Real People with Rudy: Olympian Scott Hamilton says faith got hi - WSMV News 4

Real People with Rudy: Olympian Scott Hamilton says faith got him through tough times

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Scott Hamilton (WSMV file photo) Scott Hamilton (WSMV file photo)

Scott Hamilton is one of this country’s greatest Olympic gold medalists in skating, but he also survived cancer and, just recently, his third battle with a brain tumor.

“Yeah, I believe in miracle. One-hundred percent I believe in miracles,” Hamilton said.

There’s no pretense in Hamilton. He’s been through too much in his life.

When he was 18, Hamilton watched his mother die of cancer.

“And it was only in the loss of my mother did I figure out that I need to honor her in everything that I do,” he said.

And that everything was skating.

In 1984, Hamilton captured Olympic gold with a mesmerizing performance, but it wasn’t enough.

“Ever see that ceremony? I was crying,” Hamilton said. “Yeah, I’m glad, I’m happy, I’m relieved, but I’m devastated that my mom wasn’t there to see it. I’m sad that the journey is over now. I’m lost because who am I now?”

In 1997, it was Hamilton’s turn: testicular cancer requiring radical chemotherapy.

“If I hadn’t gotten cancer, I would have continued the life that I was living,” he said.

In 2004, he was blinded by a benign but aggressive brain tumor that required surgery. It returned in 2010 and then again last August.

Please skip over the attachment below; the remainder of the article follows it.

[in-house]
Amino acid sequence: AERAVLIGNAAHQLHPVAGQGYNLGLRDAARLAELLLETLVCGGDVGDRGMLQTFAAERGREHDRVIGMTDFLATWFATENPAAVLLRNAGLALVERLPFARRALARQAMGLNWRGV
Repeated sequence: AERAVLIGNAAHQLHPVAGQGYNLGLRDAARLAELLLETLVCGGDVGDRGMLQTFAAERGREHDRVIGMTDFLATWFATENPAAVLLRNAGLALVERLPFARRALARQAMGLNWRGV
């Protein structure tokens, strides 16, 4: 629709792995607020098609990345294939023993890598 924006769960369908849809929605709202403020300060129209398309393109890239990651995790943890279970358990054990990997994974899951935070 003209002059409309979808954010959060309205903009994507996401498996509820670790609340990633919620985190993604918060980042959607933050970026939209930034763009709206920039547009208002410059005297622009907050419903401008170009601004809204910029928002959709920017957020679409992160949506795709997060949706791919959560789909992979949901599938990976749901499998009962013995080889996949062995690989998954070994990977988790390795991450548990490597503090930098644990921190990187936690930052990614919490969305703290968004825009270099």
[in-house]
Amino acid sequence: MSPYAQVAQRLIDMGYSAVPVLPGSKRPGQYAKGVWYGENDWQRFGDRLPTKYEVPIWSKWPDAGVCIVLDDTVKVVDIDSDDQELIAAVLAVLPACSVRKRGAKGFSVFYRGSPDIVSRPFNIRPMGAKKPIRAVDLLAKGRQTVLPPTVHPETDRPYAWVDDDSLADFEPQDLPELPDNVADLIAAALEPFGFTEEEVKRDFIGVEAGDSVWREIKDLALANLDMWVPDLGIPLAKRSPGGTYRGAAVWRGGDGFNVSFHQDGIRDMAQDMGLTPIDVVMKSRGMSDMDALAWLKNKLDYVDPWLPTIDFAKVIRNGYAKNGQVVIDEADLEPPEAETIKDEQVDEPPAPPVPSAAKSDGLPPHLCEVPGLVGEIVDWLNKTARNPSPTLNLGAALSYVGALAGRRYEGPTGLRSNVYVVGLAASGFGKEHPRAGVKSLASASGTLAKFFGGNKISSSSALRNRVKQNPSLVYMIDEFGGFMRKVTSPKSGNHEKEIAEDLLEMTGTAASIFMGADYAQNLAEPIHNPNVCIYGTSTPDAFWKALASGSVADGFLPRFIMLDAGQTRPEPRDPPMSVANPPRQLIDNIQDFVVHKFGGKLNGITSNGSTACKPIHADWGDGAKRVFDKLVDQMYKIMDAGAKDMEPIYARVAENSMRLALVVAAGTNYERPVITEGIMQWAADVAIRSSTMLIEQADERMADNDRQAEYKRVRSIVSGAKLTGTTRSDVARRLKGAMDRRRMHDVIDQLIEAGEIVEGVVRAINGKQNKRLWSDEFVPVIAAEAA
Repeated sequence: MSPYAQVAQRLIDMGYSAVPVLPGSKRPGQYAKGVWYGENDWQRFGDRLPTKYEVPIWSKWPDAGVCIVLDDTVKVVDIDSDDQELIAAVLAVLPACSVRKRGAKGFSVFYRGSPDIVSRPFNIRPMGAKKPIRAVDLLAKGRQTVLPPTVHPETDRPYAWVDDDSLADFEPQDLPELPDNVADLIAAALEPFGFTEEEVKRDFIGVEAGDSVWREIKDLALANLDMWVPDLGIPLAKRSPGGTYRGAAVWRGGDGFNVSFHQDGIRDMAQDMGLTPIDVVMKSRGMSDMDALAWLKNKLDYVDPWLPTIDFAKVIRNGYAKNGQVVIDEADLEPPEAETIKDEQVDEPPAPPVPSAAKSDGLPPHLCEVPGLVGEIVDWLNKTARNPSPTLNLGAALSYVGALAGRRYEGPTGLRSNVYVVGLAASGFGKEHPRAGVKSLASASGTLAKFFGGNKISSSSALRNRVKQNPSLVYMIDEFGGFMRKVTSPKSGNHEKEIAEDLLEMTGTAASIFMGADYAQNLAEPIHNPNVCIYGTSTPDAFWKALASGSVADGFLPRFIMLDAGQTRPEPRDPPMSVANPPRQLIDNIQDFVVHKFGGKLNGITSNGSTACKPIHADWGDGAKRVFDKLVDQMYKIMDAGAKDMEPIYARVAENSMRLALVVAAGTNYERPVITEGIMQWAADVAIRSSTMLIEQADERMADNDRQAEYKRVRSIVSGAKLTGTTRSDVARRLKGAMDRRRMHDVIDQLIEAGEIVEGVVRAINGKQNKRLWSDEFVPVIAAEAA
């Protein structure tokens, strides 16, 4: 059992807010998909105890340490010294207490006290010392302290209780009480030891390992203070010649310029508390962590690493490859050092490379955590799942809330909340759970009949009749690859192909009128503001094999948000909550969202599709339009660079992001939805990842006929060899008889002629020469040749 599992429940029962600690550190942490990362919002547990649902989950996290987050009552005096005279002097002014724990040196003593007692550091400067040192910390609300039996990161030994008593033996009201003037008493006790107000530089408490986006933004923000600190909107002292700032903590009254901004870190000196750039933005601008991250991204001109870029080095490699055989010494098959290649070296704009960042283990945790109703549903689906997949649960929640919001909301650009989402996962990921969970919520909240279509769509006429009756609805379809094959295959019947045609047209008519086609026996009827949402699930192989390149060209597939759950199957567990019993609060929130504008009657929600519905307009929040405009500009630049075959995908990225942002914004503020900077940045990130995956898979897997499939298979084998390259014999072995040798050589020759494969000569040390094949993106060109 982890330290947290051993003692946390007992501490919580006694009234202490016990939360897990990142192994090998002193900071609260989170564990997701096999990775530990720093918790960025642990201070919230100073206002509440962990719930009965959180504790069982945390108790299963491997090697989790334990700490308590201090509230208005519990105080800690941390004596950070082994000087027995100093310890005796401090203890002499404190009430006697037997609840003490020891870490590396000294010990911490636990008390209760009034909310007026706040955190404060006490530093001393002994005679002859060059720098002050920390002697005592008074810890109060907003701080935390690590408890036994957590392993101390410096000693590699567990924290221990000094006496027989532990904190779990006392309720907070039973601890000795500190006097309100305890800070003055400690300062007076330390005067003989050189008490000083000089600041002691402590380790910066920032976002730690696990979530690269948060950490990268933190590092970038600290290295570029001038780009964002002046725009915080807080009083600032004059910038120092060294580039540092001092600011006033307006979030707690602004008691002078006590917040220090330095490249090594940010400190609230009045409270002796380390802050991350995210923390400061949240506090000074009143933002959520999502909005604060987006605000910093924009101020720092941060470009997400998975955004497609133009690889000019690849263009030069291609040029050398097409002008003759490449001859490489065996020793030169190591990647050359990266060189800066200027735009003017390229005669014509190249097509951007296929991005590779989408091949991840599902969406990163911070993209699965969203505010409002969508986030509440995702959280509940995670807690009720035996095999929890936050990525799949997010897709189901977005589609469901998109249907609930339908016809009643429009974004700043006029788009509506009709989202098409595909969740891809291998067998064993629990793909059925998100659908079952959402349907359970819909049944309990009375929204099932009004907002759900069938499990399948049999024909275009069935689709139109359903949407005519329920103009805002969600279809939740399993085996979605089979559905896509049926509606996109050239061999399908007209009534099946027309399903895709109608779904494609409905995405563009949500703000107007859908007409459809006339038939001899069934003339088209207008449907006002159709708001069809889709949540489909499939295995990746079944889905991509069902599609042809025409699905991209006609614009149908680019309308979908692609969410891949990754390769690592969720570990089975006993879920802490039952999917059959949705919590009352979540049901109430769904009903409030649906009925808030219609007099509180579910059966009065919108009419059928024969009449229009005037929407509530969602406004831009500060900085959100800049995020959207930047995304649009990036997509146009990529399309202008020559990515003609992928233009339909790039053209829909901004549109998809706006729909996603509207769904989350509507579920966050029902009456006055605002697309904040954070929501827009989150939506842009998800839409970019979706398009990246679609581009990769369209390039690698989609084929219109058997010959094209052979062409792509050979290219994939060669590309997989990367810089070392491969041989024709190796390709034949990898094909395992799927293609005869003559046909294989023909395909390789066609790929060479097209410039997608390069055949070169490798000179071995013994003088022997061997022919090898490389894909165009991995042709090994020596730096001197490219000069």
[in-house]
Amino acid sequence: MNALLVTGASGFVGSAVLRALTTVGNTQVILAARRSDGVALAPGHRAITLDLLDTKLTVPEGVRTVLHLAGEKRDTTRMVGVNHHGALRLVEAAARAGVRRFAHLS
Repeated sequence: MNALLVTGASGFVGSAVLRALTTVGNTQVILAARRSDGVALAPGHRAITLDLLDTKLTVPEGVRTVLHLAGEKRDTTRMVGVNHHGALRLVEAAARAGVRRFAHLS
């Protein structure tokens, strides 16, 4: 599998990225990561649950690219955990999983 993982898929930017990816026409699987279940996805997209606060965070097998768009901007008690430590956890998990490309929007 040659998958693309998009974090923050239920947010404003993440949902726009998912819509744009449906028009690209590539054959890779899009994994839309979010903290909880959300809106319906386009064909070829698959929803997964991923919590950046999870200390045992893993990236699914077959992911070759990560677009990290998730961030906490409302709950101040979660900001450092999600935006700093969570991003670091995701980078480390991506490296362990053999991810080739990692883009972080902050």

“Once you experience something twice and you’re on the other side of it and you throw cancer on top of that and get through that, it’s like this too shall pass. I can get through this,” said Channel 4’s Rudy Kalis.

“I’m here to talk about the gala,” Hamilton said.

During his third battle with the tumor, Hamilton promoted and staged his star-studded Scott Hamilton and Friends skating concert at Bridgestone Arena last November. The event benefits his Scott Hamilton Cares Foundation to fight cancer.

The event is returning this year on Nov. 19.

“And then I go in for my appointment and they go, ‘Good news.’ And I go, ‘What?’ And they go, ‘It shrank. They don’t shrink.’ And I go, ‘Can you explain that?’ And my surgeon, he just chuckled and said, ‘God.’ And I just burst into tears,” Hamilton said.

“There’s this pain, but in all this I see the Lord in all of this now. I do this Cares program because I don’t want another 18-year-old kids to have to say goodbye to their mom,” Hamilton added.

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